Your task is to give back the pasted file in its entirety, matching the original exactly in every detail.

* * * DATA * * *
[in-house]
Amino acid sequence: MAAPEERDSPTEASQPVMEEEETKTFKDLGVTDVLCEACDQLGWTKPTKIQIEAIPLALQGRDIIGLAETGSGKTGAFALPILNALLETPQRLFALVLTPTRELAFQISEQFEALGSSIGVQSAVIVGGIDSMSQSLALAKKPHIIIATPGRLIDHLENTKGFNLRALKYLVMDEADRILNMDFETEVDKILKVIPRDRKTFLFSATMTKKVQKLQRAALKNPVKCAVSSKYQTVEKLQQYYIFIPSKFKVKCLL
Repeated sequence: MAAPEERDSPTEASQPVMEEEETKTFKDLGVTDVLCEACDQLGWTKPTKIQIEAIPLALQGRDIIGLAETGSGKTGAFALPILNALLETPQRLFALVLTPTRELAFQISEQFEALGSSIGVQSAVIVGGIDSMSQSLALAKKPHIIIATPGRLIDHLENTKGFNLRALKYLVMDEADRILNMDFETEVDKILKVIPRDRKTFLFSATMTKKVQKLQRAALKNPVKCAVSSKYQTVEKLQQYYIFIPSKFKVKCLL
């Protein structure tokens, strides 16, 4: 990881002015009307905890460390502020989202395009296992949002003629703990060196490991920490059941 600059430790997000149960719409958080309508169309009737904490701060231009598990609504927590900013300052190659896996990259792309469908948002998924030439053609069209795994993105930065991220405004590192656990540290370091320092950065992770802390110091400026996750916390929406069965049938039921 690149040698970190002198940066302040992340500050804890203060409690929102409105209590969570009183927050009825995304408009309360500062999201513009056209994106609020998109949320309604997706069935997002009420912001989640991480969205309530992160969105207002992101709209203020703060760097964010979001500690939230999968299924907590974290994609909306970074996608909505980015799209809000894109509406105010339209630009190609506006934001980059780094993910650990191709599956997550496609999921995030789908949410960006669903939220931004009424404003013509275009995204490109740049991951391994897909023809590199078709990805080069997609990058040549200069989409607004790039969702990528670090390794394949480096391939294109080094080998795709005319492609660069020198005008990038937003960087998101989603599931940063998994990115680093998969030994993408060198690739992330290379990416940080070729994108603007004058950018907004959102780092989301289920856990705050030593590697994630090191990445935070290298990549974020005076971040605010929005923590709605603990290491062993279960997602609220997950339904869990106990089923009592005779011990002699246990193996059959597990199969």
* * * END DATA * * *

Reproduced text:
[in-house]
Amino acid sequence: MAAPEERDSPTEASQPVMEEEETKTFKDLGVTDVLCEACDQLGWTKPTKIQIEAIPLALQGRDIIGLAETGSGKTGAFALPILNALLETPQRLFALVLTPTRELAFQISEQFEALGSSIGVQSAVIVGGIDSMSQSLALAKKPHIIIATPGRLIDHLENTKGFNLRALKYLVMDEADRILNMDFETEVDKILKVIPRDRKTFLFSATMTKKVQKLQRAALKNPVKCAVSSKYQTVEKLQQYYIFIPSKFKVKCLL
Repeated sequence: MAAPEERDSPTEASQPVMEEEETKTFKDLGVTDVLCEACDQLGWTKPTKIQIEAIPLALQGRDIIGLAETGSGKTGAFALPILNALLETPQRLFALVLTPTRELAFQISEQFEALGSSIGVQSAVIVGGIDSMSQSLALAKKPHIIIATPGRLIDHLENTKGFNLRALKYLVMDEADRILNMDFETEVDKILKVIPRDRKTFLFSATMTKKVQKLQRAALKNPVKCAVSSKYQTVEKLQQYYIFIPSKFKVKCLL
């Protein structure tokens, strides 16, 4: 990881002015009307905890460390502020989202395009296992949002003629703990060196490991920490059941 600059430790997000149960719409958080309508169309009737904490701060231009598990609504927590900013300052190659896996990259792309469908948002998924030439053609069209795994993105930065991220405004590192656990540290370091320092950065992770802390110091400026996750916390929406069965049938039921 690149040698970190002198940066302040992340500050804890203060409690929102409105209590969570009183927050009825995304408009309360500062999201513009056209994106609020998109949320309604997706069935997002009420912001989640991480969205309530992160969105207002992101709209203020703060760097964010979001500690939230999968299924907590974290994609909306970074996608909505980015799209809000894109509406105010339209630009190609506006934001980059780094993910650990191709599956997550496609999921995030789908949410960006669903939220931004009424404003013509275009995204490109740049991951391994897909023809590199078709990805080069997609990058040549200069989409607004790039969702990528670090390794394949480096391939294109080094080998795709005319492609660069020198005008990038937003960087998101989603599931940063998994990115680093998969030994993408060198690739992330290379990416940080070729994108603007004058950018907004959102780092989301289920856990705050030593590697994630090191990445935070290298990549974020005076971040605010929005923590709605603990290491062993279960997602609220997950339904869990106990089923009592005779011990002699246990193996059959597990199969």